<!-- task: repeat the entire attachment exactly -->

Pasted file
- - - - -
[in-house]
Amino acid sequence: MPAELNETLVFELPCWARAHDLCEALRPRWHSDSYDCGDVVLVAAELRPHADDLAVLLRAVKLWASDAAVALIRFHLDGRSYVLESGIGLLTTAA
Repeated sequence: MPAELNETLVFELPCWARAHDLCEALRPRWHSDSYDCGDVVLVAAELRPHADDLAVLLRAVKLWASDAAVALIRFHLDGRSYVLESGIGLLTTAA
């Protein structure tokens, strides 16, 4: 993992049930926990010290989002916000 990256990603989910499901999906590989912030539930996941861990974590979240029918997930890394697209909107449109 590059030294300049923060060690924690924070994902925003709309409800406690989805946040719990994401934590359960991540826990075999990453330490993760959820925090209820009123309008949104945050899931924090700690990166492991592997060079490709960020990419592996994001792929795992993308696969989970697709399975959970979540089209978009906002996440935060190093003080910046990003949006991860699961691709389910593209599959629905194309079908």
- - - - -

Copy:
[in-house]
Amino acid sequence: MPAELNETLVFELPCWARAHDLCEALRPRWHSDSYDCGDVVLVAAELRPHADDLAVLLRAVKLWASDAAVALIRFHLDGRSYVLESGIGLLTTAA
Repeated sequence: MPAELNETLVFELPCWARAHDLCEALRPRWHSDSYDCGDVVLVAAELRPHADDLAVLLRAVKLWASDAAVALIRFHLDGRSYVLESGIGLLTTAA
């Protein structure tokens, strides 16, 4: 993992049930926990010290989002916000 990256990603989910499901999906590989912030539930996941861990974590979240029918997930890394697209909107449109 590059030294300049923060060690924690924070994902925003709309409800406690989805946040719990994401934590359960991540826990075999990453330490993760959820925090209820009123309008949104945050899931924090700690990166492991592997060079490709960020990419592996994001792929795992993308696969989970697709399975959970979540089209978009906002996440935060190093003080910046990003949006991860699961691709389910593209599959629905194309079908």